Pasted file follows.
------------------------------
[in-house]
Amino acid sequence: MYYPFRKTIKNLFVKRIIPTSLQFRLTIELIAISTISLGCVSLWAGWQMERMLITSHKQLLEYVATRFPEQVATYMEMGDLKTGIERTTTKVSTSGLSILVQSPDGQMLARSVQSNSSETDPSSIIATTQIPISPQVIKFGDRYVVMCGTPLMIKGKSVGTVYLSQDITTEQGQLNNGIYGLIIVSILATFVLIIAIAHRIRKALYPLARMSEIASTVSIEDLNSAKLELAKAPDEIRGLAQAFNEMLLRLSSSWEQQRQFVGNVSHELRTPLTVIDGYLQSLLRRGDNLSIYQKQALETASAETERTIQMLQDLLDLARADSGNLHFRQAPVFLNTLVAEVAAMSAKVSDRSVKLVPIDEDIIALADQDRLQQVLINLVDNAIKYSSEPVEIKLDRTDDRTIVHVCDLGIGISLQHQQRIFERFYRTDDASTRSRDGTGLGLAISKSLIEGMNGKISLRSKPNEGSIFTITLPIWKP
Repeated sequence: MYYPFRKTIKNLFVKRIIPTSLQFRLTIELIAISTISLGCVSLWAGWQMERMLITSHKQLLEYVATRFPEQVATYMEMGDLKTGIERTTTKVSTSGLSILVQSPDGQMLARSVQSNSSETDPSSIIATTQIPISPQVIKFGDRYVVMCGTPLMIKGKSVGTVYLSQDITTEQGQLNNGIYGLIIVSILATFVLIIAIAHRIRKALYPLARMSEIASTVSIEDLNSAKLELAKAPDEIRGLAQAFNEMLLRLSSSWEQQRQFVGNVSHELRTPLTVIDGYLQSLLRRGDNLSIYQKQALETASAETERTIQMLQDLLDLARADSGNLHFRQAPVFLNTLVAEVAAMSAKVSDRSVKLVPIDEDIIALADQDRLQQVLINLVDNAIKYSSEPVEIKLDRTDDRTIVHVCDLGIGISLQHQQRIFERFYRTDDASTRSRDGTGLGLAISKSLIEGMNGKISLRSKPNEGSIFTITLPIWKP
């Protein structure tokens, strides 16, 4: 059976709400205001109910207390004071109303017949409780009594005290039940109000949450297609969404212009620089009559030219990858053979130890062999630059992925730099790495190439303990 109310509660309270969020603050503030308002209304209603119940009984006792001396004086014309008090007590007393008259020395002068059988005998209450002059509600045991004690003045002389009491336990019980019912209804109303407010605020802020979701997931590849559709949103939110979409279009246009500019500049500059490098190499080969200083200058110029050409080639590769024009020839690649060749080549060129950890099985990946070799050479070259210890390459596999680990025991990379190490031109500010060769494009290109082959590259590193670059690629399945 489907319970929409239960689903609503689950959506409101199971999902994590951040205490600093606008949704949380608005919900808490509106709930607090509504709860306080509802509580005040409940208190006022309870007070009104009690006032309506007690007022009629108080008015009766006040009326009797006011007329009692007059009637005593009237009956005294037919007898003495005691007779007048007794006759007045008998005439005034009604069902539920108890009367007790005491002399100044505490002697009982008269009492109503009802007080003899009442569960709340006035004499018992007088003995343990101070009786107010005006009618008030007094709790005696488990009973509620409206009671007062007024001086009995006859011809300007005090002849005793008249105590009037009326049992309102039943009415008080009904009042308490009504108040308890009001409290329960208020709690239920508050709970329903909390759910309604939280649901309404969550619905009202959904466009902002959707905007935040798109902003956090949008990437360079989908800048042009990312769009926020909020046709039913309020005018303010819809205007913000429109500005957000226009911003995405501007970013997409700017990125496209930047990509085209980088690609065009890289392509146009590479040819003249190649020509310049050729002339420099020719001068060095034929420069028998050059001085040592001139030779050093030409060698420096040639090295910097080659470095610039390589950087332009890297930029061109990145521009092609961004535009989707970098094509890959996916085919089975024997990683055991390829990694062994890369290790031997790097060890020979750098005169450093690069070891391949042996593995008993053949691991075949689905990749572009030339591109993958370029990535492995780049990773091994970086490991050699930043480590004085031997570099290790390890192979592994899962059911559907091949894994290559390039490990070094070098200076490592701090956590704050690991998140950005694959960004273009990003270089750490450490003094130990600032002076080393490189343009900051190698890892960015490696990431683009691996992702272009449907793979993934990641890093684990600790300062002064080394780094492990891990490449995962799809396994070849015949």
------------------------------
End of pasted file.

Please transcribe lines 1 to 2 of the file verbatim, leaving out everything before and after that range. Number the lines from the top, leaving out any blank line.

[in-house]
Amino acid sequence: MYYPFRKTIKNLFVKRIIPTSLQFRLTIELIAISTISLGCVSLWAGWQMERMLITSHKQLLEYVATRFPEQVATYMEMGDLKTGIERTTTKVSTSGLSILVQSPDGQMLARSVQSNSSETDPSSIIATTQIPISPQVIKFGDRYVVMCGTPLMIKGKSVGTVYLSQDITTEQGQLNNGIYGLIIVSILATFVLIIAIAHRIRKALYPLARMSEIASTVSIEDLNSAKLELAKAPDEIRGLAQAFNEMLLRLSSSWEQQRQFVGNVSHELRTPLTVIDGYLQSLLRRGDNLSIYQKQALETASAETERTIQMLQDLLDLARADSGNLHFRQAPVFLNTLVAEVAAMSAKVSDRSVKLVPIDEDIIALADQDRLQQVLINLVDNAIKYSSEPVEIKLDRTDDRTIVHVCDLGIGISLQHQQRIFERFYRTDDASTRSRDGTGLGLAISKSLIEGMNGKISLRSKPNEGSIFTITLPIWKP